Tuesday, December 20, 2011



ALIENS: AN ISLAND by Uljana Wolf, Trans. from the German by Monika Zobel
(Belladonna Chaplet #140, Brooklyn, 2011)

I don't know German and so can't comment on the translation aspect. Having said that, I absolutely LOVE the premise of Uljana Wolf's ALIENS: AN ISLAND, another wonderful chaplet from the wonderful Belladonna Series.

I've read a gazillion (so to speak) immigration-related poems, but Wolf's ALIENS make the premise fresh! The epigraph introduces the basis of Wolf's project:
...on Ellis Island, fate also appeared in the guise of an alphabet. Public Health officers gave arrivals a rapid examination. On the shoulders of doubtful cases, they chalked a letter indicating the nature of the suspected disorder.
--Ellis Island / Georges Perec and Robert Bober

The referenced "alphabet" was a list of one or two letters that referenced certain health conditions, for example
G             conjunctivities

CT             trachoma

SC             scalp (fungus)

S             senility

Wolf created prose poems keyed off each of the 17 elements, and from such offers a moving portrait of the Ellis Island experience. For instance
X             suspected mental defect

x marks the spot? you bet. we are convicted by simply being present, at the drop of a hat, at the top of steep steps, in six seconds everything's revealed: we are the spot itself. rotten islands. wrapped in rags, sick sea in the body, imbecile, unstable, at best left to twist in the wind. a fluttering ticket stuck between our teeth, name, passage, the treasure map. we are the treasure, we dug ourselves out. inside the luggage room: "one glance at the bundles and i know it all. the knots reveal who tied them, their trembling hands."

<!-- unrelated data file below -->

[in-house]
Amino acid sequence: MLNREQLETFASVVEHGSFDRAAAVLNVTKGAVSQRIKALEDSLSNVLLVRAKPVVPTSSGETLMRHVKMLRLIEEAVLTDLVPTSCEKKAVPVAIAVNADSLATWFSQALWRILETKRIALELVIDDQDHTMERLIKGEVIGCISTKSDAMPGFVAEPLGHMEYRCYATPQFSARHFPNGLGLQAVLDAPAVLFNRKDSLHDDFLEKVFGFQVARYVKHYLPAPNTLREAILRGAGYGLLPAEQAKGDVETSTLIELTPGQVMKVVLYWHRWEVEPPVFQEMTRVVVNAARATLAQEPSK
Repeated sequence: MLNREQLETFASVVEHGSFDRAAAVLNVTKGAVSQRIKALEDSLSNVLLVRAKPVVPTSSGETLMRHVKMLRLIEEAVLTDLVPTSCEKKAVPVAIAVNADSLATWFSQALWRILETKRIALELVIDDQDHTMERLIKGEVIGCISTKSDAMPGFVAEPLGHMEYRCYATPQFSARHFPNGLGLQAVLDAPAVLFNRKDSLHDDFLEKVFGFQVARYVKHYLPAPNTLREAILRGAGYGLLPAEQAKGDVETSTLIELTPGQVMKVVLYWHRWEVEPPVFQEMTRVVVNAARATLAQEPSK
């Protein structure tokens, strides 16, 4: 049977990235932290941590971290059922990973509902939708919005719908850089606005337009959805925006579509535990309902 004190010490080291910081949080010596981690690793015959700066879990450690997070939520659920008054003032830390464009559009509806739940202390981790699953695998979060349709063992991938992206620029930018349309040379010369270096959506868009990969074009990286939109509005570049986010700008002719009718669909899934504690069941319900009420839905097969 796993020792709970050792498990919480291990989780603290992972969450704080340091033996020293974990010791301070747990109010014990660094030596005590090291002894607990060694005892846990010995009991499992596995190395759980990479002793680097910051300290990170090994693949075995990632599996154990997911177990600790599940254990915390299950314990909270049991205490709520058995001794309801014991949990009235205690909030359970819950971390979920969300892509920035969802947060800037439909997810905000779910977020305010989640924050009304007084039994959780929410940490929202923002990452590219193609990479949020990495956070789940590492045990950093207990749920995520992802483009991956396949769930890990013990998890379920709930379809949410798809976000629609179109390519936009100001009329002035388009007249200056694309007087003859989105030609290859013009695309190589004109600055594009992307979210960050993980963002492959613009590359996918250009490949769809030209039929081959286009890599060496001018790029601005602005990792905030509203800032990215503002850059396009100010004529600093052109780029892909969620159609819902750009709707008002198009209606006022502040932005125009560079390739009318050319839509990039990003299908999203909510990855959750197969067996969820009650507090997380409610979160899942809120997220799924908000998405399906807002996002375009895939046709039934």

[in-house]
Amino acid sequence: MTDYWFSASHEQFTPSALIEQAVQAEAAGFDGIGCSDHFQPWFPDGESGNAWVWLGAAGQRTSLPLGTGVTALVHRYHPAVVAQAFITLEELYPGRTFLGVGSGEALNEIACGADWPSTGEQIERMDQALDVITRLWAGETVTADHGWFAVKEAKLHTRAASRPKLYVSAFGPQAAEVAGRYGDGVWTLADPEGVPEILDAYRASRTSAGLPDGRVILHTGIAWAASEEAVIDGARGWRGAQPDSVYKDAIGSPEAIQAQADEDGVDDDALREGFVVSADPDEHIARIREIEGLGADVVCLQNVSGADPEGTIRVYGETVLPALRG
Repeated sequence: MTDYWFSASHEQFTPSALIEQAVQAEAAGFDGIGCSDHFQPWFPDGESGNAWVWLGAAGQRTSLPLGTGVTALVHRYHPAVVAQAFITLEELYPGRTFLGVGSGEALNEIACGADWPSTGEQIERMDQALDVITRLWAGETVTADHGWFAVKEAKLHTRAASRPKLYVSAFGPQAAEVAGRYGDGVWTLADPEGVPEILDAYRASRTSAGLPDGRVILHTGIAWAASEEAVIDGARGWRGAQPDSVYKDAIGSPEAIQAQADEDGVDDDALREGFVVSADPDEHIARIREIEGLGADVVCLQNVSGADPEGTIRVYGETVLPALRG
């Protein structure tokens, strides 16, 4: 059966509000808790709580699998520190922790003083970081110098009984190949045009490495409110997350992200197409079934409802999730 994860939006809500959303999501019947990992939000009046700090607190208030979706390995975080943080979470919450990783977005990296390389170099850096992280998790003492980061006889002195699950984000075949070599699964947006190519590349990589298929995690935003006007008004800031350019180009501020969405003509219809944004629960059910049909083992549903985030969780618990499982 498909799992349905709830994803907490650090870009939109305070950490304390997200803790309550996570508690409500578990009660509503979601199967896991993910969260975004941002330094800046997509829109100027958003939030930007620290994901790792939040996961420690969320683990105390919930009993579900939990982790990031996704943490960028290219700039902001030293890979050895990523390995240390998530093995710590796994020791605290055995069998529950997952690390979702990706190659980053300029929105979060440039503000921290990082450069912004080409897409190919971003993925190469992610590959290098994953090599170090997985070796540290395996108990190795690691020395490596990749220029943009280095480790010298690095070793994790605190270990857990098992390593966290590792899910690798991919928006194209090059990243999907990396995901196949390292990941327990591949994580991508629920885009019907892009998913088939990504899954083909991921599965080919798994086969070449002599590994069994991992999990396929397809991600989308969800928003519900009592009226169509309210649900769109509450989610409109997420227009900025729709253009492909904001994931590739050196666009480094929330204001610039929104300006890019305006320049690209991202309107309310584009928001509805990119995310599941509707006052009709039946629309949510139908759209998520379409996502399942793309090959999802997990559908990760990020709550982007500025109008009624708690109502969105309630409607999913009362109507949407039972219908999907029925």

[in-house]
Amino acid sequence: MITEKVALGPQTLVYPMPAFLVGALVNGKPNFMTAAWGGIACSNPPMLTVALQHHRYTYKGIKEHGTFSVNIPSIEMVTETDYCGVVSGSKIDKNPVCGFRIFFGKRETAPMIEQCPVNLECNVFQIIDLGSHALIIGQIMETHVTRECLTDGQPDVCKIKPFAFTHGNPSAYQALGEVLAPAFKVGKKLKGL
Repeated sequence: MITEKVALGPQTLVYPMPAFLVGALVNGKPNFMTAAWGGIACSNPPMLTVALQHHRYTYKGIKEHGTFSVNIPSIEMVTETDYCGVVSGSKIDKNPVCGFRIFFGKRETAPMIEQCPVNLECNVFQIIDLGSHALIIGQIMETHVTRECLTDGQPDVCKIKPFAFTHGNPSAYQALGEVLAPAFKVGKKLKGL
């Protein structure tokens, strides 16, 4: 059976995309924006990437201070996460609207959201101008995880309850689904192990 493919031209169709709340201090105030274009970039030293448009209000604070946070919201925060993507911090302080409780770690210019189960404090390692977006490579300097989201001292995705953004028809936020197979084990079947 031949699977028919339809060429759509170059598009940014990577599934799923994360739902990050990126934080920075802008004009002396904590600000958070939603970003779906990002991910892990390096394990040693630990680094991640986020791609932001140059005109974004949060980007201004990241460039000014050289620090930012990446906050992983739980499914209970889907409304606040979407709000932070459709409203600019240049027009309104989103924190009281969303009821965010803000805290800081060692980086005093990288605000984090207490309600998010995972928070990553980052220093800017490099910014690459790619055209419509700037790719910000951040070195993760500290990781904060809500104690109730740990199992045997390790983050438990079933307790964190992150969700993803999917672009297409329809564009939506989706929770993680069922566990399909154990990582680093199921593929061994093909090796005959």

Here's another resonant example:
SC             scalp (fungus)

"take your wig off." after thirteen years of experience, nothing appears alien to him, hairdos don't, towels, towers. in the light of the entrance hall, on the scalp of the frozen lady--he sees honey combs, yellow and crusted. "therefore the name: favus." his younger colleagues step forward--their name on the other hand is "watchdogs of the golden door." they point at the knob, wave her away: "sorry lady, contagious skin disorder." now only the glow of her fungus comes close to the golden door.

Wolf's project is effective for showing the results of her research (I don't think she just imagined what ended up in her poems) that make us empathize with those who traveled through Ellis Island, even as her poems also make us pause to reconsider the (larger) implications of various phrases, such as, from "K             hernia":
what needs to be concealed. ... first a victim of pogroms, now of anatomy onboard. ..."i believe a doctor can find any disease he's looking for."


Eileen Tabios does not let her books be reviewed by Galatea Resurrects as she's its editor, but she is pleased to point you elsewhere to reviews of her books. Her newest book SILK EGG: Collected Novels is reviewed by Zvi A. Sesling in Boston Area Poetry Scene; by Michael Leong in Big Other; by Alan Baker in Litter; and by rob mclennan. Stephen Hong Sohn also reviews SILK EGG along with two other books, NOTA BENE EISWEIN and FOOTNOTES TO ALGEBRA: Uncollected Poems 1995-2009 at Asian American Lit Fans.

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